Battle Creek World War II Veteran Turns 100 August 12, 2021
A Battle Creek native and World War II veteran who served under General Patton is celebrating his 100th birthday.
Don Tuck is joining an elite club. Thursday, August 12, 2021, he will join the growing list of centenarians for the area. Donald Ray Tuck grew up on a farm northeast of Battle Creek. His mother was an accomplished vocalist and piano teacher and that musical talent rubbed off on her son. Don mastered the guitar and sang Irish and Scottish folk songs on the radio and began playing cello by 12. As a young man, he accompanied the Methodist Church choir singers on his guitar. They even performed at the World’s Fair in Chicago.
Early Life Health Struggles
During high school, Don developed osteomyelitis and was ill for a couple of years putting him a few years behind in school. Doctors said that he would never be drafted and that he was ineligible for military service due to the condition. After receiving his diploma from Battle Creek Central in 1941, Don worked for a short time at Sears, Roebuck & Co. However, he was called up and went through basic training. Army physicians told Don that he would be sent home due to his previous condition but orders to that effect never came. While on leave he married another Battle Creek native, Hattie Mae North. She orchestrated a full, formal wedding in only three days. The family joke is that “those war-bride marriages will never last.” The two have proved all naysayers wrong and will celebrate 77 years of marriage this November.
Don's Time In The Service
Don served 3 and 1/2 years in the U.S. Army during World War II and achieved the rank of Sergeant. The trip to Germany was on a troopship in very rough seas. Don told his family that everyone on board was sick from the motion of the violent waves. The waves were so high that the whole back end of the ship in front of the one Don was on in the convoy would come up out of the water, revealing the propellers in the air. Don was Chief of Section in the 412th battalion of the 20th Armored Field Artillery Division in Patton’s tank corps, he was in charge of a 105 mm mobile field artillery piece mounted on a Sherman tank base. His unit was the first one that liberated the Dachau Concentration Camp in Germany. Don witnessed piles of decaying bodies and emaciated prisoners who were barely alive. Another unit took over in managing the Death Camp, and his unit moved further into Germany. He was subsequently at Hitler’s Eagles Nest where he was photographed standing in front of one of the huge picture windows there.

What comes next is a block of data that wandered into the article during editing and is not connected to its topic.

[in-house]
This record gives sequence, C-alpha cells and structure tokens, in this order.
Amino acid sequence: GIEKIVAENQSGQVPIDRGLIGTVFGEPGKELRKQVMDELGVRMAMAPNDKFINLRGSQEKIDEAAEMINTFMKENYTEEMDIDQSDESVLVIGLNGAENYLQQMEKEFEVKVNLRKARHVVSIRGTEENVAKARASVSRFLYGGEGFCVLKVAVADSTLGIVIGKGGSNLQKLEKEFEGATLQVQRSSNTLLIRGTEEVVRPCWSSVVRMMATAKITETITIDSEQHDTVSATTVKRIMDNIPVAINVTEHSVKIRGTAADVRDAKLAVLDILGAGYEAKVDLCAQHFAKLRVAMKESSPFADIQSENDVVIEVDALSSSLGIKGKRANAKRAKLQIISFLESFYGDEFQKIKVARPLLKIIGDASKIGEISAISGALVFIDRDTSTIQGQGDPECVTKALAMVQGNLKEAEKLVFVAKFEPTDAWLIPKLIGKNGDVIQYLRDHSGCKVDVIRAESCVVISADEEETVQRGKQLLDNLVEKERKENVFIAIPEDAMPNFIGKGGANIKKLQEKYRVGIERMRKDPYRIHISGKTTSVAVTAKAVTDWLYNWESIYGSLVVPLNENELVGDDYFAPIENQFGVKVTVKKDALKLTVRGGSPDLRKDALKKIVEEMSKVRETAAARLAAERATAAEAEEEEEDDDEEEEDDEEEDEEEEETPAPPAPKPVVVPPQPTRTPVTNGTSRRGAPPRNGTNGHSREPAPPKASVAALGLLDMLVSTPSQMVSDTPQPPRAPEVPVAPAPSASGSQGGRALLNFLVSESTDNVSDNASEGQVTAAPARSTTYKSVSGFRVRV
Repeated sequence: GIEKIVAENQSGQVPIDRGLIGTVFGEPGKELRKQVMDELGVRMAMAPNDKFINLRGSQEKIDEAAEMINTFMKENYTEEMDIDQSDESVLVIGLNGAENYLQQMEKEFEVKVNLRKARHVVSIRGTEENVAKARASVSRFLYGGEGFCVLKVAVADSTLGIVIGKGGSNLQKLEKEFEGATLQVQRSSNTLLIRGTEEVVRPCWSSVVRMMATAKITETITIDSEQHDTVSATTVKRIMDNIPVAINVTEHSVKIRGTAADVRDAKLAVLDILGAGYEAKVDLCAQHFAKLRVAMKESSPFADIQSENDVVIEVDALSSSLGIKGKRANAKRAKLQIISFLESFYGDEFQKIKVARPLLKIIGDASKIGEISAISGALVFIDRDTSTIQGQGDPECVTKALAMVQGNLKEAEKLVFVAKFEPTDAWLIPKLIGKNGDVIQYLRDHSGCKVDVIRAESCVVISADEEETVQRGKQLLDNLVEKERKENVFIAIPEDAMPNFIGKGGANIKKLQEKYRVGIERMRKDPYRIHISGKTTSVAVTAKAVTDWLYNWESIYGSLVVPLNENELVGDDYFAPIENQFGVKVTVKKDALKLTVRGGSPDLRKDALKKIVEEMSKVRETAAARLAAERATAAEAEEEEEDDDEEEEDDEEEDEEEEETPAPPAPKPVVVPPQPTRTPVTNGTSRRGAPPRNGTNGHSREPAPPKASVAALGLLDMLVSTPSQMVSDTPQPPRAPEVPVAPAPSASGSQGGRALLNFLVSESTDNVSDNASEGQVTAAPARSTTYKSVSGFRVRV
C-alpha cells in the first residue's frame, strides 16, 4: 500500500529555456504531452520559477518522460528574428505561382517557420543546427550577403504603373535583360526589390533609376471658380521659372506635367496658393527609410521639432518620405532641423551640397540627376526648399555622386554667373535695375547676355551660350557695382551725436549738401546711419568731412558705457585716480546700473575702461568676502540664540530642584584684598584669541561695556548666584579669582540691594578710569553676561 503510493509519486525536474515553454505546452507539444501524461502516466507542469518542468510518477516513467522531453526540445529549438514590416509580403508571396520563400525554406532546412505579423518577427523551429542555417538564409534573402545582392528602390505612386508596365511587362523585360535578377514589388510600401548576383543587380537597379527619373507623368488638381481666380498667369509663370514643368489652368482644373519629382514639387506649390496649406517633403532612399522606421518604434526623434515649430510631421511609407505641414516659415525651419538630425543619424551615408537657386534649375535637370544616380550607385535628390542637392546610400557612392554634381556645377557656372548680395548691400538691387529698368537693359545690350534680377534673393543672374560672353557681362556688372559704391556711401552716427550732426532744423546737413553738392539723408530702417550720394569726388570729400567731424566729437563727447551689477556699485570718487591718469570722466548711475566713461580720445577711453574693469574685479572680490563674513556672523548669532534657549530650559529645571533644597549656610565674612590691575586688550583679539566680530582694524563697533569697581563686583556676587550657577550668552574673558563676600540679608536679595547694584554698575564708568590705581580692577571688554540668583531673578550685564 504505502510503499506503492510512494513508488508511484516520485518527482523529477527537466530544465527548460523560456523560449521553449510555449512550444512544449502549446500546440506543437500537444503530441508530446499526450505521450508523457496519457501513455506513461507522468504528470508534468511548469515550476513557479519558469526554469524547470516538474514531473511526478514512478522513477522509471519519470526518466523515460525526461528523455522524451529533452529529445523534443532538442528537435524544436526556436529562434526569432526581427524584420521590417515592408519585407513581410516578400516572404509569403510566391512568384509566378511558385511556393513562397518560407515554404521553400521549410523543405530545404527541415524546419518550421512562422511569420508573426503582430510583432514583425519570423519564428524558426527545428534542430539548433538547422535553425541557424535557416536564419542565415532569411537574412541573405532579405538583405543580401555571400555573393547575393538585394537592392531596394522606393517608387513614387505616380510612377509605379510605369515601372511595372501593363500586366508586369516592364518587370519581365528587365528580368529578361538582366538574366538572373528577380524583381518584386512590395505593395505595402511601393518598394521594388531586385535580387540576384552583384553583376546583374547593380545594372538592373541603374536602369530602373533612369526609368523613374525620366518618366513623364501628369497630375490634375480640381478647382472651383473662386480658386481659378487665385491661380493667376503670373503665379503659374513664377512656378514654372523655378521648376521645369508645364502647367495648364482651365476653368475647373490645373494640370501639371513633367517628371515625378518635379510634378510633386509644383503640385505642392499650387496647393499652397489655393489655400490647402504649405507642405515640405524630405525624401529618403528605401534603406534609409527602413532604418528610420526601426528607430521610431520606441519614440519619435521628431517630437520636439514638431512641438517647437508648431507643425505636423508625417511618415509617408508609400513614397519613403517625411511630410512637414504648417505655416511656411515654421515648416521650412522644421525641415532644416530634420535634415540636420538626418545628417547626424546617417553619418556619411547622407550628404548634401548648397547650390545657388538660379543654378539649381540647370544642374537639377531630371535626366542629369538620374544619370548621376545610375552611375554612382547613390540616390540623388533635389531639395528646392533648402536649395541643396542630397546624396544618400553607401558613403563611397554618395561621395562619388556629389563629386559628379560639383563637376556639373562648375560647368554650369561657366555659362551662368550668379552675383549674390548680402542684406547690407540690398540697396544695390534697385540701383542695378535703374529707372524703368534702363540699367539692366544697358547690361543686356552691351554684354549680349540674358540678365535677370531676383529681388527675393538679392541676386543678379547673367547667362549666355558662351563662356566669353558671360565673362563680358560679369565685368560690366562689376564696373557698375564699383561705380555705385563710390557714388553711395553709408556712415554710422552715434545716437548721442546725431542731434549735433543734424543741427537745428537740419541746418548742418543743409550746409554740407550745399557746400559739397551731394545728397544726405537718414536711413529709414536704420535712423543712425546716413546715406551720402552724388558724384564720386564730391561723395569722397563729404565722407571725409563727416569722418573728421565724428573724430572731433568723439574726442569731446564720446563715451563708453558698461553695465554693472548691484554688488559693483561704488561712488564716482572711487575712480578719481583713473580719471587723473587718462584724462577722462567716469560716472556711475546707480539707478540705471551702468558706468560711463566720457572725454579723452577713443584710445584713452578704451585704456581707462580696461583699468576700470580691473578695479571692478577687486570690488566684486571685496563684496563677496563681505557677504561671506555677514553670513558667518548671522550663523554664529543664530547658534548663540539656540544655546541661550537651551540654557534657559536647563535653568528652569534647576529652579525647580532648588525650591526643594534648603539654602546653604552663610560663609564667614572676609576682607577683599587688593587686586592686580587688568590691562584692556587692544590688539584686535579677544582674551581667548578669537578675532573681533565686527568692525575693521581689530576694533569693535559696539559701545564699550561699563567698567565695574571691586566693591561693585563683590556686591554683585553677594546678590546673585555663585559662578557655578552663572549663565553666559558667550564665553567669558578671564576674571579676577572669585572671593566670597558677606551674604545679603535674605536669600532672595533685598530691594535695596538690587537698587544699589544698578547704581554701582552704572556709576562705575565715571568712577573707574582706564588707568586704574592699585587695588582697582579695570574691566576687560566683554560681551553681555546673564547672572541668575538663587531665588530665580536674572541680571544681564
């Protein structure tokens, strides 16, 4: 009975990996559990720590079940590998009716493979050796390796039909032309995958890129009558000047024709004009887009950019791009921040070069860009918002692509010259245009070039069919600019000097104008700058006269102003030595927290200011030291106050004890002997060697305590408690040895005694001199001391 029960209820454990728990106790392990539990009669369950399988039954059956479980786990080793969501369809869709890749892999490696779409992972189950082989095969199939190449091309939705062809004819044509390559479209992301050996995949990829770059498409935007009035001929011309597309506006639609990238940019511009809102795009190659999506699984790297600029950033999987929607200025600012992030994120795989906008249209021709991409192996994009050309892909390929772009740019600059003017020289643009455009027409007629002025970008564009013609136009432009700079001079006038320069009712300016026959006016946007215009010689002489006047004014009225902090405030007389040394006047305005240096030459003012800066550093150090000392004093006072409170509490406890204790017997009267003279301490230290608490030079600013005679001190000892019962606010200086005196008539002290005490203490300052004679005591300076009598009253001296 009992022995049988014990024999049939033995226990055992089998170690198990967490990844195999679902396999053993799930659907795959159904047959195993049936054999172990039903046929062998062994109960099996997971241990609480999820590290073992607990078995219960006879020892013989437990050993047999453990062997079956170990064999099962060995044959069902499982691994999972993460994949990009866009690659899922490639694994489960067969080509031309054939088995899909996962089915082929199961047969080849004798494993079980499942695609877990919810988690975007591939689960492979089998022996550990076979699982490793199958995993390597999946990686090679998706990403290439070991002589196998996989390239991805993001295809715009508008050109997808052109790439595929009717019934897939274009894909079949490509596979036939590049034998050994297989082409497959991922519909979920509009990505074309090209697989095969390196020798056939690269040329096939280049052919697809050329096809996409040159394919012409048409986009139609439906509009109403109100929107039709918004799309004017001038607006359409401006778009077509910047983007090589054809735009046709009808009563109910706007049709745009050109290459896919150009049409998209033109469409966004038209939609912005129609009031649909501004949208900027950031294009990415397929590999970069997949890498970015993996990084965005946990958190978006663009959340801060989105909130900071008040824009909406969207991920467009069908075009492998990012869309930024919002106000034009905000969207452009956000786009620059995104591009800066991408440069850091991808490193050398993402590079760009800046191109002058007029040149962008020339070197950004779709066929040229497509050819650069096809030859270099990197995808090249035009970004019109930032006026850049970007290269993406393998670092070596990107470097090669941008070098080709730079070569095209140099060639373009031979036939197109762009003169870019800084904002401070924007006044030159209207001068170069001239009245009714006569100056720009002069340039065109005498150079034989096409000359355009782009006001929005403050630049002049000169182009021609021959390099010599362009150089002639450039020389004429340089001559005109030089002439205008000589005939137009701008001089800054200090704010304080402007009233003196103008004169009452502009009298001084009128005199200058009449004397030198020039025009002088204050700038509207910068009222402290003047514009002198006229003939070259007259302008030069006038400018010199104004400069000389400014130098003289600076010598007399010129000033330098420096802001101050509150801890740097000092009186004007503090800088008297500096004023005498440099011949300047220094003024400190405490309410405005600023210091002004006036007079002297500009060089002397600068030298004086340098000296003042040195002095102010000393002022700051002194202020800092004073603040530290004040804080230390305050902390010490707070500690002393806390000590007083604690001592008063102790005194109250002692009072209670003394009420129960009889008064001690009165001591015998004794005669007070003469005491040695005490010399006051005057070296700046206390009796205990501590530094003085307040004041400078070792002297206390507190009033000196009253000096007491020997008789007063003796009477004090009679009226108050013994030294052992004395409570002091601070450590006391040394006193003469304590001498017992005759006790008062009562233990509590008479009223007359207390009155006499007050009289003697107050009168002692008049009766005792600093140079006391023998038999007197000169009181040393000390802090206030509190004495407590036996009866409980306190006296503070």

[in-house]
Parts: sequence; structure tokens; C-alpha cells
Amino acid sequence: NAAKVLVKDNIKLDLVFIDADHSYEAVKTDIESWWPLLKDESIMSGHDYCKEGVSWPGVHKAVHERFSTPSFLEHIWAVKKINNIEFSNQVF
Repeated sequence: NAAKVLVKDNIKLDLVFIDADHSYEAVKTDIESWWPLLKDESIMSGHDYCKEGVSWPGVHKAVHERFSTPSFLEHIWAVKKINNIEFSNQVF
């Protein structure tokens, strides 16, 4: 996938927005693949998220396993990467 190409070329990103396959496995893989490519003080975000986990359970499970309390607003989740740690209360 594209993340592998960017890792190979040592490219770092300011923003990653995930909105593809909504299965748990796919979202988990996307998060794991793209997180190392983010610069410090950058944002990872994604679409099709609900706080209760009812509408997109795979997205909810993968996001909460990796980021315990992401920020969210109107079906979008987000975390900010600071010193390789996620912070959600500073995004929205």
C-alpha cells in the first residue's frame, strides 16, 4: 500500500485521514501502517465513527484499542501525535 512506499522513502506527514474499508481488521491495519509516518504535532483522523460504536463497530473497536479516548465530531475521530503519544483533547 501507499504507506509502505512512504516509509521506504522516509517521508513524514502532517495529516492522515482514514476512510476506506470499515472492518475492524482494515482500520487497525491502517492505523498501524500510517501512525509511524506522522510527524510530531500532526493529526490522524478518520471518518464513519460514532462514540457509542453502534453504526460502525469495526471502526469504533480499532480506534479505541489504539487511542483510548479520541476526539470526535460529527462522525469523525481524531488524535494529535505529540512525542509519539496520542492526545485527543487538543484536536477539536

After The War & Family Life
After the war, Don returned to Battle Creek and Sears. The store was on Michigan Avenue opposite what is now the city parking ramp. He was employed by Sears for 36 years. Don eventually became division manager of the paint department after the store moved to what is the current location of Horrocks. He retired in 1976.
Don's family says he is a talented carpenter, making furniture and building several houses, including the one the Tucks occupy in the rural Battle Creek area. His other hobbies included being a private pilot and restoring small airplanes. He once assisted in building a biplane from scratch. He was a member of the former Thunder Aviation Club in Marshall. He even had a hangar and landing strip in the backyard. After he retired from Sears, Don and his wife Hattie rebuilt and sold 14 different planes out of their garage.
Don is proud of his Scottish heritage and still has a full Scottish outfit with kilt, tam-o-shanter, bagpipes, and other accoutrements. He performed for the Scottish Club and other gatherings, playing his guitar and singing Irish and Scottish folk songs.
Personal Life and Charity Work
Most of Don’s activities have centered around his lifelong membership at First United Methodist Church. Don was a lay speaker, certified by the West Michigan Methodist Conference. He frequently led worship services when pastors were on vacation. He also was a soloist for several churches around town on a part-time basis. With his great bass voice, Don was often asked to be the soloist for area weddings. Both he and Hattie sang in the church’s Sanctuary Choir. They were crew leaders for many years at the Salvation Army Soup Kitchen, on the fourth Monday of every month. They also participated in the “Mellow Methodists” service group.
A Growing Family Tree
He and Hattie are the parents of three children: a son, Kim A. Tuck, and two daughters, Kathleen A. Kissinger and Shelley L. Vogt. Kathleen passed away 27 years ago. They also have six grandchildren and 14 great-grandchildren.
A celebratory open house will be held in honor of Don's well-lived life. I asked what Don's secret to a long life is. Don always tells people that it is his wife Hattie's amazing cooking, mostly using whole food ingredients from her garden.